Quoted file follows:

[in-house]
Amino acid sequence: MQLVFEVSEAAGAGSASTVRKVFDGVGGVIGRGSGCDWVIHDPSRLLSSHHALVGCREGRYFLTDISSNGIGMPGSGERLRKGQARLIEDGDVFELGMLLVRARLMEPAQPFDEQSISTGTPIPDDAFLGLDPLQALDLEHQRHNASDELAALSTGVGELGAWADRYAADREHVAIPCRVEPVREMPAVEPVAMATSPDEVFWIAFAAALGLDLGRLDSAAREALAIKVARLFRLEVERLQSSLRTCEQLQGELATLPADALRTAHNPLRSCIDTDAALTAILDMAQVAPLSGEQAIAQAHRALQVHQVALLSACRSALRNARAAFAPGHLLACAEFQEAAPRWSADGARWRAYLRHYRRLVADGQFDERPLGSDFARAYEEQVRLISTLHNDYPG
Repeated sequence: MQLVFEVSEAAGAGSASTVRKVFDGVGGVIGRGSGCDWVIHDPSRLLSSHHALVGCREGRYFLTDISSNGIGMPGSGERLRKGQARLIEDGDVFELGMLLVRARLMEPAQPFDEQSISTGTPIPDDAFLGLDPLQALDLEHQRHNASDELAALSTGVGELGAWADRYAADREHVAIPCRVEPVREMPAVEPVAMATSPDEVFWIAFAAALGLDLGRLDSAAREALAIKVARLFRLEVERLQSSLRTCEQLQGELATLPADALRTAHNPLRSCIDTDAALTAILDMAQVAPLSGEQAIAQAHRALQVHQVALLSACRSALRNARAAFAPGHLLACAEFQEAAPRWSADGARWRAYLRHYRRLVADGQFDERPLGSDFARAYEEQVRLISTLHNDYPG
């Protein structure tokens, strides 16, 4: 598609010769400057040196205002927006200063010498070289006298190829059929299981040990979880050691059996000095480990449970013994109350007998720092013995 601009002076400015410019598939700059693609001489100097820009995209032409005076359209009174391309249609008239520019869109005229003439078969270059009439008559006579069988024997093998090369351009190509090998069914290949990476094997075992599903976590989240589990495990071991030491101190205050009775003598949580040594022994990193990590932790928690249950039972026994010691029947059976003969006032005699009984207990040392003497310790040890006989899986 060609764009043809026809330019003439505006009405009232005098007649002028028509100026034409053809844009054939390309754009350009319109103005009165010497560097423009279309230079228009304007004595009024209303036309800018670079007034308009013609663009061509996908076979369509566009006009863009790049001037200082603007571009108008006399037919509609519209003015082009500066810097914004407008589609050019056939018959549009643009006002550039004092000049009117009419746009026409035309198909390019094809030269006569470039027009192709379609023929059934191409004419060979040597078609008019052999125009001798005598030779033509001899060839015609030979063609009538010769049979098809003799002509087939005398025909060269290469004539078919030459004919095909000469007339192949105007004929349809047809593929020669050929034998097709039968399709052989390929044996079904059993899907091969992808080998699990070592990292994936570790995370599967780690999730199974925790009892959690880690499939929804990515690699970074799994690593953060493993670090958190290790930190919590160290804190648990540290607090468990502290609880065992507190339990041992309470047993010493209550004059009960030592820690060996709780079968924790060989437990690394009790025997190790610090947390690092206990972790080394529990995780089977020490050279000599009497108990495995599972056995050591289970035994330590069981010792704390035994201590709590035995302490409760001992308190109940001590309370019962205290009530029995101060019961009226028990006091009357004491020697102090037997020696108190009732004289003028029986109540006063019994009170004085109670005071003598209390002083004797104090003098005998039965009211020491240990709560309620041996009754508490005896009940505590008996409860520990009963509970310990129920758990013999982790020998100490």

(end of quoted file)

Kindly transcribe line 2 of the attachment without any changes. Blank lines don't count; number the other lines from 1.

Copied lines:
Amino acid sequence: MQLVFEVSEAAGAGSASTVRKVFDGVGGVIGRGSGCDWVIHDPSRLLSSHHALVGCREGRYFLTDISSNGIGMPGSGERLRKGQARLIEDGDVFELGMLLVRARLMEPAQPFDEQSISTGTPIPDDAFLGLDPLQALDLEHQRHNASDELAALSTGVGELGAWADRYAADREHVAIPCRVEPVREMPAVEPVAMATSPDEVFWIAFAAALGLDLGRLDSAAREALAIKVARLFRLEVERLQSSLRTCEQLQGELATLPADALRTAHNPLRSCIDTDAALTAILDMAQVAPLSGEQAIAQAHRALQVHQVALLSACRSALRNARAAFAPGHLLACAEFQEAAPRWSADGARWRAYLRHYRRLVADGQFDERPLGSDFARAYEEQVRLISTLHNDYPG